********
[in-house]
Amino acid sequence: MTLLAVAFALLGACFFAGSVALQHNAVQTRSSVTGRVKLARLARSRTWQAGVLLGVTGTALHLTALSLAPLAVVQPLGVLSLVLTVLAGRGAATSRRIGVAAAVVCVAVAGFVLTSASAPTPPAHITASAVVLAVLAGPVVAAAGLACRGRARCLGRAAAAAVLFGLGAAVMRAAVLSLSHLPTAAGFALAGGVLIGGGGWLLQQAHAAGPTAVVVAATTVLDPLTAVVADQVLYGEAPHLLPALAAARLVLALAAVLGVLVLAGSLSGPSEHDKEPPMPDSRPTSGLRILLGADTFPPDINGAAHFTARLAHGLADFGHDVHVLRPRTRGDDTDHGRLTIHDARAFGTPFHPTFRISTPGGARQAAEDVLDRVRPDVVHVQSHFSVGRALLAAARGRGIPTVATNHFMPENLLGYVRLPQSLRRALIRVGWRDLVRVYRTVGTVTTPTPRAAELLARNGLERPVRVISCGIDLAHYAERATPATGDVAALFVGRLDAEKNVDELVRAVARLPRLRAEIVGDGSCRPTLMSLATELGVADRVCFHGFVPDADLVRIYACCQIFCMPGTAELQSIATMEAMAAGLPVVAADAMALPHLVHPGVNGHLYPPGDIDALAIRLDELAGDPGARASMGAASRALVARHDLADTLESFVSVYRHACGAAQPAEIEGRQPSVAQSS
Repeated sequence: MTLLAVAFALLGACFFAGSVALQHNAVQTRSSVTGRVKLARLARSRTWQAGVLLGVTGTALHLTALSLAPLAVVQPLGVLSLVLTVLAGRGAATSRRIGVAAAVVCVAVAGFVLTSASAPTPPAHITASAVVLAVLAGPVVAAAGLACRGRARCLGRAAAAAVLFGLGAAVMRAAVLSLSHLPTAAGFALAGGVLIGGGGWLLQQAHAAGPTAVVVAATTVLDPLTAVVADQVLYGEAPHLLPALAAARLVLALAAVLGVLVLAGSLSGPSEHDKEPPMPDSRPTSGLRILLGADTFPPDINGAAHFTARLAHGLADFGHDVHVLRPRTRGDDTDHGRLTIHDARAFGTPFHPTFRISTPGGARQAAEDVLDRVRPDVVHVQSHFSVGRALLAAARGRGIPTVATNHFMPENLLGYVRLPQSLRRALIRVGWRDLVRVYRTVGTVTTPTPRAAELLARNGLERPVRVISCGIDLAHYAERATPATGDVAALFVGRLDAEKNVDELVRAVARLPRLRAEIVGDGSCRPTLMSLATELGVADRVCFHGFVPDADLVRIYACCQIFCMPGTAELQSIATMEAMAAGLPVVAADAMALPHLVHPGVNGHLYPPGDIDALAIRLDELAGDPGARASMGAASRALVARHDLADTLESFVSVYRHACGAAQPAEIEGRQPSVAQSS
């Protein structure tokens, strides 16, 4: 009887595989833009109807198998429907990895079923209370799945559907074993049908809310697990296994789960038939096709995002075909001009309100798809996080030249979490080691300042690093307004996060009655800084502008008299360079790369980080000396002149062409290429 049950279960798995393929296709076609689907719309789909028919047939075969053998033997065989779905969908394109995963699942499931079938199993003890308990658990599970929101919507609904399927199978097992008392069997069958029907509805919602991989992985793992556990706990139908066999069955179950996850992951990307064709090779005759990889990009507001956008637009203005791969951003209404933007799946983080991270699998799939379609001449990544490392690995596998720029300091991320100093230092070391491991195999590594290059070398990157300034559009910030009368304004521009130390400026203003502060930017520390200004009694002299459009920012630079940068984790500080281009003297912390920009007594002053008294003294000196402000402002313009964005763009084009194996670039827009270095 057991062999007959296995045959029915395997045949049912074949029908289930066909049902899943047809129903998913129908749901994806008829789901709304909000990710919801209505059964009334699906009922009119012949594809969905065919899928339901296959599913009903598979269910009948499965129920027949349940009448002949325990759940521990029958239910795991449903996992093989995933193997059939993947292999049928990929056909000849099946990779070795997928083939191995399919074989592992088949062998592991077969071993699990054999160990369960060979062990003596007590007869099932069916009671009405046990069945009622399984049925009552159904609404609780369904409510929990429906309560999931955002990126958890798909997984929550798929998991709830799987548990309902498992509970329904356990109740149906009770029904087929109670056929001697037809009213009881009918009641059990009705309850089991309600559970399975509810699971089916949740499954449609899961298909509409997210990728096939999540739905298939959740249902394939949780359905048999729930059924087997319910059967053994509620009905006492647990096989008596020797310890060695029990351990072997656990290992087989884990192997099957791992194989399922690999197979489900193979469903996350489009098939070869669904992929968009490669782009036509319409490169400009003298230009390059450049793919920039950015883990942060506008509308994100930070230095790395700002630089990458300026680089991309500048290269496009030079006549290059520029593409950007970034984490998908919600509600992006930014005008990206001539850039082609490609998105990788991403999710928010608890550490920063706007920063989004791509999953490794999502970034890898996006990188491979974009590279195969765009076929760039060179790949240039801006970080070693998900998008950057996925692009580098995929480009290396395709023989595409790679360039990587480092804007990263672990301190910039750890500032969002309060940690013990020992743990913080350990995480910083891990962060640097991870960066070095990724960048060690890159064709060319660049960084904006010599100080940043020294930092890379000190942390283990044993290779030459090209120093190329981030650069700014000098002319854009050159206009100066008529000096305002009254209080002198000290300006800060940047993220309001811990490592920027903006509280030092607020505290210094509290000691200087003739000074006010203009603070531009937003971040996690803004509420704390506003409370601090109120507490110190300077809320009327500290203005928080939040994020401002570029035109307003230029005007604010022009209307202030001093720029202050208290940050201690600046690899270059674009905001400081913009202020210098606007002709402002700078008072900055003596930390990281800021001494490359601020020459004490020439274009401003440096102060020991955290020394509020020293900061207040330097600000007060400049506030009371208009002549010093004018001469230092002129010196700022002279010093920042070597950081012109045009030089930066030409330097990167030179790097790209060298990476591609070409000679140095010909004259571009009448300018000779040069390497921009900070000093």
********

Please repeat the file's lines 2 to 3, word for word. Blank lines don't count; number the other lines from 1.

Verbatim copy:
Amino acid sequence: MTLLAVAFALLGACFFAGSVALQHNAVQTRSSVTGRVKLARLARSRTWQAGVLLGVTGTALHLTALSLAPLAVVQPLGVLSLVLTVLAGRGAATSRRIGVAAAVVCVAVAGFVLTSASAPTPPAHITASAVVLAVLAGPVVAAAGLACRGRARCLGRAAAAAVLFGLGAAVMRAAVLSLSHLPTAAGFALAGGVLIGGGGWLLQQAHAAGPTAVVVAATTVLDPLTAVVADQVLYGEAPHLLPALAAARLVLALAAVLGVLVLAGSLSGPSEHDKEPPMPDSRPTSGLRILLGADTFPPDINGAAHFTARLAHGLADFGHDVHVLRPRTRGDDTDHGRLTIHDARAFGTPFHPTFRISTPGGARQAAEDVLDRVRPDVVHVQSHFSVGRALLAAARGRGIPTVATNHFMPENLLGYVRLPQSLRRALIRVGWRDLVRVYRTVGTVTTPTPRAAELLARNGLERPVRVISCGIDLAHYAERATPATGDVAALFVGRLDAEKNVDELVRAVARLPRLRAEIVGDGSCRPTLMSLATELGVADRVCFHGFVPDADLVRIYACCQIFCMPGTAELQSIATMEAMAAGLPVVAADAMALPHLVHPGVNGHLYPPGDIDALAIRLDELAGDPGARASMGAASRALVARHDLADTLESFVSVYRHACGAAQPAEIEGRQPSVAQSS
Repeated sequence: MTLLAVAFALLGACFFAGSVALQHNAVQTRSSVTGRVKLARLARSRTWQAGVLLGVTGTALHLTALSLAPLAVVQPLGVLSLVLTVLAGRGAATSRRIGVAAAVVCVAVAGFVLTSASAPTPPAHITASAVVLAVLAGPVVAAAGLACRGRARCLGRAAAAAVLFGLGAAVMRAAVLSLSHLPTAAGFALAGGVLIGGGGWLLQQAHAAGPTAVVVAATTVLDPLTAVVADQVLYGEAPHLLPALAAARLVLALAAVLGVLVLAGSLSGPSEHDKEPPMPDSRPTSGLRILLGADTFPPDINGAAHFTARLAHGLADFGHDVHVLRPRTRGDDTDHGRLTIHDARAFGTPFHPTFRISTPGGARQAAEDVLDRVRPDVVHVQSHFSVGRALLAAARGRGIPTVATNHFMPENLLGYVRLPQSLRRALIRVGWRDLVRVYRTVGTVTTPTPRAAELLARNGLERPVRVISCGIDLAHYAERATPATGDVAALFVGRLDAEKNVDELVRAVARLPRLRAEIVGDGSCRPTLMSLATELGVADRVCFHGFVPDADLVRIYACCQIFCMPGTAELQSIATMEAMAAGLPVVAADAMALPHLVHPGVNGHLYPPGDIDALAIRLDELAGDPGARASMGAASRALVARHDLADTLESFVSVYRHACGAAQPAEIEGRQPSVAQSS